My heart tells me that I want to continue being an uncle, a brother, and a son to the family that I’ve been living with as Fran fought her final months with leukaemia, but the difficulty in that is the same as it was before. I need a job, I need a visa, I need a car of my own, and eventually a house. I am praying for guidance in what God would have me do.I’ve learnt through experience it’s always easiest to do what God wills. It all seemed so clear just a few weeks ago, but now that I’m without a wife it all seems so uncertain. I rationalise that the easiest thing to do would be to return to our home in England, back to the church, back to a job that I’ve sat in for years. But I’m not sure that this the right thing to do. And the guidance I’ve felt with the convictions of the Holy Spirit have always been a matter of doing what is right, not necessarily what seems feasible or possible, but of course, anything possible with God.
Today me, my sister-in-law Ashley, and my father-in-law went to the funeral home to make arrangements with them and sign a contract to have Fran’s body transported and cremated. As Fran requested we are using the Bolock Funeral home. She decided the name was fitting. We have decided against an actual cremation service due to the expense although we have asked to be informed when the cremation takes place so we can witness the smoke ascending into the heavens, and while she may not be a sweet smelling sacrifice to the Lord, she did surrender her life to Him when she trusted Christ as her saviour.
Emotionally I feel so compelled to rush into a new relationship, but I know rationally how unwise that is, not only because of the notion of a rebound relationship, and that any relationship would mean that anyone else would constantly struggle to live up to her, which would be entirely unfair and unrealistic. I also realise that all the available bachelorettes that I may consider, while not intending to offend any of them, all seem to be available because they’re all horribly broken from failed or abusive relationships. But of course I’m horribly broken now too.
I also concern myself, now that I am a single man again how I will be perceived. I am no longer in a stable happy marriage, entrusted to be alone with, on occasion, other married women. I could easily be perceived as some sort of predator, as I think I was perceived before I was married, although that was realistically for good reason. I know I’m a very different man than I was 13 years ago, so these concerns about perceptions of me are probably unfounded. Still it will be some time before I’m ready to take off my wedding ring. It gives me some measure of protection from those sorts of perceptions, at least in my mind.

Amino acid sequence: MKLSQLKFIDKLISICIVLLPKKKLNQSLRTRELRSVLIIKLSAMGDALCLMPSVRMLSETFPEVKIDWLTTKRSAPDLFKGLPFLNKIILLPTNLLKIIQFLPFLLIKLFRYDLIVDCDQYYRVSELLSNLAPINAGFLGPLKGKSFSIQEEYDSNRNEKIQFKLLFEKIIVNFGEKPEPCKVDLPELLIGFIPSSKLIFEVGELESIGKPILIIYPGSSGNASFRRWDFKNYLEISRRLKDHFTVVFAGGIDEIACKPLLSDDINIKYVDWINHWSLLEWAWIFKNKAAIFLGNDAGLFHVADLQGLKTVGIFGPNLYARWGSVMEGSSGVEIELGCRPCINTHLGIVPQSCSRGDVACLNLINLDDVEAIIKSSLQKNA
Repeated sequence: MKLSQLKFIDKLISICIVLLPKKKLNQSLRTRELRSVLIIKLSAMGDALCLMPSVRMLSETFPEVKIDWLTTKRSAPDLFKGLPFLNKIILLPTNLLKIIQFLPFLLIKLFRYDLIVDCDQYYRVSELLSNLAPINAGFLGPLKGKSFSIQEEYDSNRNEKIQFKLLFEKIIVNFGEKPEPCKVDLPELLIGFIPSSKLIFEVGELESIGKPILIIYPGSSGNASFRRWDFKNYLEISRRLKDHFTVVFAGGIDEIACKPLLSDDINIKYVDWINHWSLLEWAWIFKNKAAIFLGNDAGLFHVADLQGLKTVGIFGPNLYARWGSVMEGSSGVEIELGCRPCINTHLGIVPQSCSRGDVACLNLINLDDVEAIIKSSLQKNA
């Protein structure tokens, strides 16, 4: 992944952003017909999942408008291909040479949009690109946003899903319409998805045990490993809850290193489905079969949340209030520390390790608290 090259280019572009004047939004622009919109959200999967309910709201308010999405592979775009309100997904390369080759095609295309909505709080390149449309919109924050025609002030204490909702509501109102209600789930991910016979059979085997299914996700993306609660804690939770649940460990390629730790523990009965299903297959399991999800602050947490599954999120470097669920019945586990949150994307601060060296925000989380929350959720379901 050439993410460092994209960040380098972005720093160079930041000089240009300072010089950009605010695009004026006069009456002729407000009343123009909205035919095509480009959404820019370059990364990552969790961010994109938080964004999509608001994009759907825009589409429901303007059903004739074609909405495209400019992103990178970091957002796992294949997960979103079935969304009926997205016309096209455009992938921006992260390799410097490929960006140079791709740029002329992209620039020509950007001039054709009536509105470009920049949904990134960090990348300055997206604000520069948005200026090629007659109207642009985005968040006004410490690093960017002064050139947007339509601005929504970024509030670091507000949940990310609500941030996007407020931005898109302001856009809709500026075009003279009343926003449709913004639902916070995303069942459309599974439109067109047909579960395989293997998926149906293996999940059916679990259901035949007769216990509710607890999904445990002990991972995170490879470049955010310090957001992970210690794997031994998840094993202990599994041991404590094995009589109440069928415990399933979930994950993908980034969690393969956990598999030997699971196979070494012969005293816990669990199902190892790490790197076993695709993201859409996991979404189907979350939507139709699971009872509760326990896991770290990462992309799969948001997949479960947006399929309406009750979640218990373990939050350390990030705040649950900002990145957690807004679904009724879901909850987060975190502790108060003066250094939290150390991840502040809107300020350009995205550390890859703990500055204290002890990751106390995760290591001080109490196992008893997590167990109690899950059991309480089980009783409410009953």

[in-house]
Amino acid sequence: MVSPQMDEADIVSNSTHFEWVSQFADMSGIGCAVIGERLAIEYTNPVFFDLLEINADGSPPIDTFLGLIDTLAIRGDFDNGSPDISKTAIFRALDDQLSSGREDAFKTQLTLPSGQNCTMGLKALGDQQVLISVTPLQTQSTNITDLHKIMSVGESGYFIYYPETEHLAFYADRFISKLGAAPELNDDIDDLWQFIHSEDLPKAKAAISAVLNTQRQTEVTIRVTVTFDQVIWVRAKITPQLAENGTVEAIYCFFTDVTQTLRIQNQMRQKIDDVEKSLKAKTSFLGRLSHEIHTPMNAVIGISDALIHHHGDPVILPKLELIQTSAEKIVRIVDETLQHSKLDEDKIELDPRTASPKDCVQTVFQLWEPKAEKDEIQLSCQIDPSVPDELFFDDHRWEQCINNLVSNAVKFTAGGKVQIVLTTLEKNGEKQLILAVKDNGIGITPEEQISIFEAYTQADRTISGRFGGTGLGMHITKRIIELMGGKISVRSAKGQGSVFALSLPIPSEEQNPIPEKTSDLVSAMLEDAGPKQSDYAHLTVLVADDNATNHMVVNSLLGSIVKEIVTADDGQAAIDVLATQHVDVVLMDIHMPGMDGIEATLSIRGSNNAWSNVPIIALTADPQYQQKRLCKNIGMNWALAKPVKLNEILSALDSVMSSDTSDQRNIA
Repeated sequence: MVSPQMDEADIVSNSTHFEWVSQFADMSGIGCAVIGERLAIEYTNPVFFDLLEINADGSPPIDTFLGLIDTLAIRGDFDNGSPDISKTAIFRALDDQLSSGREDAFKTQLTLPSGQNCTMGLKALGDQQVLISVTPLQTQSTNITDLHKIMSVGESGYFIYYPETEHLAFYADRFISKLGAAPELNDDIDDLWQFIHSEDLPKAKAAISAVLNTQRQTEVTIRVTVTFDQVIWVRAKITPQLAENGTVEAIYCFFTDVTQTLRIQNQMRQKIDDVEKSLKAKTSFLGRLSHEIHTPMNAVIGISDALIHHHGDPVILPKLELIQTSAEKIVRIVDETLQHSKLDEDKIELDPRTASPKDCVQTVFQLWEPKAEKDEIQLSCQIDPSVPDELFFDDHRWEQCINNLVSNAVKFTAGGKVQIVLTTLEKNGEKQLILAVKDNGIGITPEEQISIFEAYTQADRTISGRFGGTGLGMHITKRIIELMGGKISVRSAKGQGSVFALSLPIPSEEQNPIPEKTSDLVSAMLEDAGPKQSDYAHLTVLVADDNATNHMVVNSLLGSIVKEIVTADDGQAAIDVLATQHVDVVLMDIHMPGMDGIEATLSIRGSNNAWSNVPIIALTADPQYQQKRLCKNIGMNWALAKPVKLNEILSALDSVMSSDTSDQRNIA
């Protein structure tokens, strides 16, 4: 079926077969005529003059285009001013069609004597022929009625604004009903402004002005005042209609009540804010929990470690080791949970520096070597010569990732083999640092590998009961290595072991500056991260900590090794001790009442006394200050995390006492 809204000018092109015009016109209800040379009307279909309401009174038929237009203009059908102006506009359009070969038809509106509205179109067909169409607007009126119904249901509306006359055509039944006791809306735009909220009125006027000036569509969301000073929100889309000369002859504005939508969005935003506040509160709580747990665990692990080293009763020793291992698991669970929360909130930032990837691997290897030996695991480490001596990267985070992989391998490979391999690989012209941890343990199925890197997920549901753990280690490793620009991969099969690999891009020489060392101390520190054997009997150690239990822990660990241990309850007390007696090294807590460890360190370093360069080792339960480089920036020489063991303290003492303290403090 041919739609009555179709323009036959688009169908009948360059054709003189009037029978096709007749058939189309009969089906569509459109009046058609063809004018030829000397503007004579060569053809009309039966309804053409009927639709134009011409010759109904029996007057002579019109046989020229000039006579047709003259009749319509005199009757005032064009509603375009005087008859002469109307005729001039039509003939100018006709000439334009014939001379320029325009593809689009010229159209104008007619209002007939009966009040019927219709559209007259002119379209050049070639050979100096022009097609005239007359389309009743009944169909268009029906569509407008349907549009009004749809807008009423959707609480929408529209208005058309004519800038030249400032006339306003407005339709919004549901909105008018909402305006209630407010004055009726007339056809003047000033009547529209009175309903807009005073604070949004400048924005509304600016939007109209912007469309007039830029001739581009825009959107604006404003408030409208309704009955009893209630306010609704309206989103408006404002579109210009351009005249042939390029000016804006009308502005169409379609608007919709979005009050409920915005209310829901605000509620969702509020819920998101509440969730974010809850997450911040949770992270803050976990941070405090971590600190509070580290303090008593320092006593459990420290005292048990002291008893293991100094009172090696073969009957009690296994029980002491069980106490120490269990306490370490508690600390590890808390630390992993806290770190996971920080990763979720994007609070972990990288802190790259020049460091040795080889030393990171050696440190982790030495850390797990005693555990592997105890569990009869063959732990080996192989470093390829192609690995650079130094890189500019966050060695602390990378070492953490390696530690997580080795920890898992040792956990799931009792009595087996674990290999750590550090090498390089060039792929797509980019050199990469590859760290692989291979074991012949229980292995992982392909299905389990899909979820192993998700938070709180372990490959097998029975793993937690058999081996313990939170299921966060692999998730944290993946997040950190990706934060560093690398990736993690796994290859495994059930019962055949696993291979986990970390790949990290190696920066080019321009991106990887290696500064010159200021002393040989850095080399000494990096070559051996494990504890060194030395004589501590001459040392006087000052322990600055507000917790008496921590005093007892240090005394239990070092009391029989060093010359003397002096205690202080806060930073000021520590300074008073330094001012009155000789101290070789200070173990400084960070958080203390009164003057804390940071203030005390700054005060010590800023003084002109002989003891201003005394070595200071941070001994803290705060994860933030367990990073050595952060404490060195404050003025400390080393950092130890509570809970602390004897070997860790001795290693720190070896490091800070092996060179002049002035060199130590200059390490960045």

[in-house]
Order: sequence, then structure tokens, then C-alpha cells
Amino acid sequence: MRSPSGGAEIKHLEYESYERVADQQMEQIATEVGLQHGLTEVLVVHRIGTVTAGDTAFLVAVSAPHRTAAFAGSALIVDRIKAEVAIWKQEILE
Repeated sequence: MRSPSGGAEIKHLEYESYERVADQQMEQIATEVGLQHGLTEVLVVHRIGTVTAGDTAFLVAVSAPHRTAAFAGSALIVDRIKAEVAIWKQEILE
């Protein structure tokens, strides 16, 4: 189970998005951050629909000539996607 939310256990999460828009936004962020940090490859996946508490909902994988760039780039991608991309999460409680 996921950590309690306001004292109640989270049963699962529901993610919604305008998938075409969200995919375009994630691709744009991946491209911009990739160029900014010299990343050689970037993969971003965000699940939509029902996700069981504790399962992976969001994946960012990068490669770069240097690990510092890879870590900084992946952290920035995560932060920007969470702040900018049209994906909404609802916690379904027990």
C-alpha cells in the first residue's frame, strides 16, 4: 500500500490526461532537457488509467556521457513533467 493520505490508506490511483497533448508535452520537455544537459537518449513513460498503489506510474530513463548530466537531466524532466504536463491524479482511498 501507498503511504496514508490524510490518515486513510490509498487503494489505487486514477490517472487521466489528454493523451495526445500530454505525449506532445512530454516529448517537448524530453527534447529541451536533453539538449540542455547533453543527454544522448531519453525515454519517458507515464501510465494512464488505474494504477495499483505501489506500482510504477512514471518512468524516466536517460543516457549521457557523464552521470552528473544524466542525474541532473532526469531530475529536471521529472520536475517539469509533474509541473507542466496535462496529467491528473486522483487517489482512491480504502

So, back to my original question. Where is Fran now?
I don’t think the Fran I knew and loved exists anymore. The woman I married in the end was a combination of human spirit, holy spirit and the flesh. The flesh is gone, so all that remains is the purest human spirit in heaven with Jesus Christ. Which isn't the personality I knew, her pain, her suffering, her sin was as much part of who I knew as the Holy Spirit that compelled her to serve God in the way that she did. And when I meet her again, I won’t be the sinful creature I am today for the same reason. She will just be my sister in Christ, even if it won’t really be what I perceive to be me, and her what I perceive to be her. For that matter I can’t possibly understand heaven, because eternity means that time doesn't have the same meaning it does here, the limitations of the body, and of the 4 dimensional space time do not apply there. I imagined that she might be up there looking down on us, like a viewer watches TV, and yelling at it, telling me to stop being so miserable in my grief. But I don’t think it’s like that. Being one with God means having access to omnipotence, omniscience, and omnipresence. So time has no meaning for her now, nor does space, nor does the unknown, because she knows everything that there is to know, and exists everywhere there is to exist. Not that I could ever begin to understand such concepts, but I look forward to the day that I can join her, and our child. In the mean time I must continue to live my life.